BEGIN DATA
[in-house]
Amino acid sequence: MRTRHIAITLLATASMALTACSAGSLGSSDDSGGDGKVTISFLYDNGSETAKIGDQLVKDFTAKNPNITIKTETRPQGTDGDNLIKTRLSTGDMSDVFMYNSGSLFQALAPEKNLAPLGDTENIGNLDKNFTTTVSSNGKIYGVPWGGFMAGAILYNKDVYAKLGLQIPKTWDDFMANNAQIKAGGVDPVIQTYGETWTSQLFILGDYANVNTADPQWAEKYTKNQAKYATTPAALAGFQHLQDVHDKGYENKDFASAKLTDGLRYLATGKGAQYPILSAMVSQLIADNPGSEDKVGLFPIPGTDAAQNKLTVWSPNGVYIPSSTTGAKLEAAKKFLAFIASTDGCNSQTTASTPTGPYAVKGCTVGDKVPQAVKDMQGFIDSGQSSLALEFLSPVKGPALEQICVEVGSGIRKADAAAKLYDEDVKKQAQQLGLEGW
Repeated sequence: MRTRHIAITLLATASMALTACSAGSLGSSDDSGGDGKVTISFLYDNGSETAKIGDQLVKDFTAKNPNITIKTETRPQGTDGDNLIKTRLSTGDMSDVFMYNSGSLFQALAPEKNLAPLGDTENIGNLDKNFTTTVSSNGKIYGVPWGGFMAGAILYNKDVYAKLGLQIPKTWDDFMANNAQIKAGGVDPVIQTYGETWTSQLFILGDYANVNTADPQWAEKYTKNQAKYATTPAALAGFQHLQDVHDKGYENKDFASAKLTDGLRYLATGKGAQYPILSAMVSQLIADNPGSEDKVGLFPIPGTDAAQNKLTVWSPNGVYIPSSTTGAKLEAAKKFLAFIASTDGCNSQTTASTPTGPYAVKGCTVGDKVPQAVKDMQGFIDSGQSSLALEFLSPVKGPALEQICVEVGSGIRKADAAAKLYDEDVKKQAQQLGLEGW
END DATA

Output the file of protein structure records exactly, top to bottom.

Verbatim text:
[in-house]
Amino acid sequence: MRTRHIAITLLATASMALTACSAGSLGSSDDSGGDGKVTISFLYDNGSETAKIGDQLVKDFTAKNPNITIKTETRPQGTDGDNLIKTRLSTGDMSDVFMYNSGSLFQALAPEKNLAPLGDTENIGNLDKNFTTTVSSNGKIYGVPWGGFMAGAILYNKDVYAKLGLQIPKTWDDFMANNAQIKAGGVDPVIQTYGETWTSQLFILGDYANVNTADPQWAEKYTKNQAKYATTPAALAGFQHLQDVHDKGYENKDFASAKLTDGLRYLATGKGAQYPILSAMVSQLIADNPGSEDKVGLFPIPGTDAAQNKLTVWSPNGVYIPSSTTGAKLEAAKKFLAFIASTDGCNSQTTASTPTGPYAVKGCTVGDKVPQAVKDMQGFIDSGQSSLALEFLSPVKGPALEQICVEVGSGIRKADAAAKLYDEDVKKQAQQLGLEGW
Repeated sequence: MRTRHIAITLLATASMALTACSAGSLGSSDDSGGDGKVTISFLYDNGSETAKIGDQLVKDFTAKNPNITIKTETRPQGTDGDNLIKTRLSTGDMSDVFMYNSGSLFQALAPEKNLAPLGDTENIGNLDKNFTTTVSSNGKIYGVPWGGFMAGAILYNKDVYAKLGLQIPKTWDDFMANNAQIKAGGVDPVIQTYGETWTSQLFILGDYANVNTADPQWAEKYTKNQAKYATTPAALAGFQHLQDVHDKGYENKDFASAKLTDGLRYLATGKGAQYPILSAMVSQLIADNPGSEDKVGLFPIPGTDAAQNKLTVWSPNGVYIPSSTTGAKLEAAKKFLAFIASTDGCNSQTTASTPTGPYAVKGCTVGDKVPQAVKDMQGFIDSGQSSLALEFLSPVKGPALEQICVEVGSGIRKADAAAKLYDEDVKKQAQQLGLEGW